In a world of floating exchange rates, can we talk about the “overvaluation” of any specific currency? No. Under free exchange rates, it does not make sense to use a concept such as overvaluation. The price is always right.
However, in contrast to this economics textbook consideration, the world economy in 2008 is far from truly free and floating exchange rates. Many Governments intervene in exchange rate markets. There is a lot of dirty flotation. Even more: some analysts use the expression Bretton Woods II to reflect the fact that many countries continue to maintain fixed exchange rates, particularly in Asia, and normally pegged to the US dollar.
On the other hand, there is no doubt that what happened to the Brazilian currency in particular since the beginning of this XXI century is very impressive. Let us just use as examples some different currencies and different starting points to try to discuss – if possible – the degree of “overvaluation” of the Brazilian currency, the Real, as of July 17 2008. What follows is a list of fifteen different “measures” of the appreciation of the real (percentage numbers) with respect to some other currency and some specific base date:
July 17 2002-US$ 81 July 17 2002-Euro 15 July 17 2002-Yen 66 July 17 2002-Swiss F. 27 July 17 2002-B.Pound 42
July 17 2003-US$ 80 July 17 2003-Euro 27 July 17 2003-Yen 61 July 17 2003-Swiss F. 34 July 17 2003-B.Pound 43
July 17 2004-US$ 88 July 17 2004-Euro 48 July 17 2004-Yen 85 July 17 2004-Swiss F. 57 July 17 2004-B.Pound 76
Undoubtedly, such 15 calculations indicate a major appreciation of the real in the last few years – and of course mainly with respect to the US dollar. However, we believe that it is interesting to go back for more 18 months to the very beginning of this new century as another base or starting point (also percentage numbers, with the parenthesis indicating a “depreciation”):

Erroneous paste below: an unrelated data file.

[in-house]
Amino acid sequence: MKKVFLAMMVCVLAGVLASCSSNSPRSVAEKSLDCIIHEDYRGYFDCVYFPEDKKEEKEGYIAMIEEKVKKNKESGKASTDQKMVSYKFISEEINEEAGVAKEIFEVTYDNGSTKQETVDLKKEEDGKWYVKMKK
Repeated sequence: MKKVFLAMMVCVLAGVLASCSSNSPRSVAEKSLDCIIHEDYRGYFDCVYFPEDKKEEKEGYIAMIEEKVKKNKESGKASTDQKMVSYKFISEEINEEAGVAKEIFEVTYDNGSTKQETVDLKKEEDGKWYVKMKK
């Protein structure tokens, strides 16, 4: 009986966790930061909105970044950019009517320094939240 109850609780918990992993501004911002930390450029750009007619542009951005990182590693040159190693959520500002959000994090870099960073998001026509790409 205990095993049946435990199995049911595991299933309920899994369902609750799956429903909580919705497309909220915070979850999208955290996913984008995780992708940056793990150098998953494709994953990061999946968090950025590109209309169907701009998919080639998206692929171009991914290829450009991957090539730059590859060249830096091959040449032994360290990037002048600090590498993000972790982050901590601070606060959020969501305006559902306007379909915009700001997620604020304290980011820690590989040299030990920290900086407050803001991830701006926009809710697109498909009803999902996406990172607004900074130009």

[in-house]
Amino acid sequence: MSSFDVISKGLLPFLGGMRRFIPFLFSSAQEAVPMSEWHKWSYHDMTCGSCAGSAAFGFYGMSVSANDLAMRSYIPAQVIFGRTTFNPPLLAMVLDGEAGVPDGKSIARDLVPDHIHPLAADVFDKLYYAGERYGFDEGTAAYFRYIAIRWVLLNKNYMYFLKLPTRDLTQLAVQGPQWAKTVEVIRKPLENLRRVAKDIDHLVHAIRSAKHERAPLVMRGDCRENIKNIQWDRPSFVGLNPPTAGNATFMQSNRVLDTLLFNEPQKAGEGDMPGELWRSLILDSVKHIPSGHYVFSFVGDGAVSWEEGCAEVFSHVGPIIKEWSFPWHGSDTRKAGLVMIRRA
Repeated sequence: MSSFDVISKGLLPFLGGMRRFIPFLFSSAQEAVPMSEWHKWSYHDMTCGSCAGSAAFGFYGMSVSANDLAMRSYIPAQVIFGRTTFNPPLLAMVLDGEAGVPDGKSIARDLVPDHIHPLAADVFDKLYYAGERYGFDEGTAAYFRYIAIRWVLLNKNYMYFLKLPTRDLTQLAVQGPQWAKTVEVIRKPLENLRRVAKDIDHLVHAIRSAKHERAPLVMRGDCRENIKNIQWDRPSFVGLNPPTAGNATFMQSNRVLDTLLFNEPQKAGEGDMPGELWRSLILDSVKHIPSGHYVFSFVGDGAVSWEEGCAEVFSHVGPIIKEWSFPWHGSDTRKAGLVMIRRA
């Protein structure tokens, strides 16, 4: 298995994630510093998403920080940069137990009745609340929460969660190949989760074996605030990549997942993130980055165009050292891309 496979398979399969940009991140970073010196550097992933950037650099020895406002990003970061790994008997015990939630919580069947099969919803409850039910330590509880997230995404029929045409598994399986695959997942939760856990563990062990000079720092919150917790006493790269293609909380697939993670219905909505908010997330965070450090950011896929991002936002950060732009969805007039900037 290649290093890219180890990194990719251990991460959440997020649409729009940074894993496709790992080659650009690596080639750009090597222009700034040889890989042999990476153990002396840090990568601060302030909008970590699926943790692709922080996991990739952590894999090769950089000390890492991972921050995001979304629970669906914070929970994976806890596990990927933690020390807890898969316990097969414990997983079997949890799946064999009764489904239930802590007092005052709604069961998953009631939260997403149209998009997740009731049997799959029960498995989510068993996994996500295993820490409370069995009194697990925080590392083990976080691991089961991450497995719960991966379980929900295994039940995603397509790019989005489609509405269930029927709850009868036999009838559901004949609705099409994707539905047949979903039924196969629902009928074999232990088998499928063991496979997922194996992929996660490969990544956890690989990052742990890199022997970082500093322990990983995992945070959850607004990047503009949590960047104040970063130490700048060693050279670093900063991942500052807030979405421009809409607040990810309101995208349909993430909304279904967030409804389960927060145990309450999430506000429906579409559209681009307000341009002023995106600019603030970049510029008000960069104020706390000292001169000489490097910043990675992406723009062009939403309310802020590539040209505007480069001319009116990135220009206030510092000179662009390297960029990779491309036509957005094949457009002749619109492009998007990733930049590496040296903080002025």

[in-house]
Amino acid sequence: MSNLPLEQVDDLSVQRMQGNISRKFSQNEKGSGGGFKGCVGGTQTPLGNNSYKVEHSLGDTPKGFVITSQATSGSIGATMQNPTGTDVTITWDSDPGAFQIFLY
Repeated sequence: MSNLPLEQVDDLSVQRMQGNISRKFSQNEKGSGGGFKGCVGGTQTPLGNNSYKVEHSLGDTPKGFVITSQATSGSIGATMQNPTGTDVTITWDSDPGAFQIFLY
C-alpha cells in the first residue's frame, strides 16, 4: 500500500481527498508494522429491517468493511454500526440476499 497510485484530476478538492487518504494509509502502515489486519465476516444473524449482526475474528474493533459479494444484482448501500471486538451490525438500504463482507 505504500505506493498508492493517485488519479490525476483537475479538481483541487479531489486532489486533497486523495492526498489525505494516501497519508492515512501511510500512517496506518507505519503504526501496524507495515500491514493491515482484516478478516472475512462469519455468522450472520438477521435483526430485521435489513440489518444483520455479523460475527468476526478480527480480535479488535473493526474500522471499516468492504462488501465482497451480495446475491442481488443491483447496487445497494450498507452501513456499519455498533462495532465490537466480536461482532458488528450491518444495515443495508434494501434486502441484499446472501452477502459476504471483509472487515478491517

January 2 2001-US$ 22 January 2 2001-Euro (37) January 2 2001-Yen 13 January 2 2001-Swiss F. (29) January 2 2001-B.Pound (10)
It is somewhat surprising that, considering the “whole new century” (seven years and 6 months), we find some depreciation of the Real with respect to European currencies and consequently of course the Euro itself.
Such finding at least might help us to raise a question mark about the true “degree” of overvaluation of the Brazilian Real – really excessive and impressive or less significant than some economic analysts have been arguing – and this is exactly the major purpose of our comments here in this article. Naturally, in order to take into account the movements of the Brazilian currency with respect to so many currencies, particularly major currencies such as US$, Euro and Yen, one could develop measures of the so-called Effective Exchange Rate in nominal and real terms, by generating “weights” for the different currencies, probably – just as an example – something like 50% for the US$, 35% for the euro and 15% for the yen (if we decided to consider a measurement based on three major currencies only).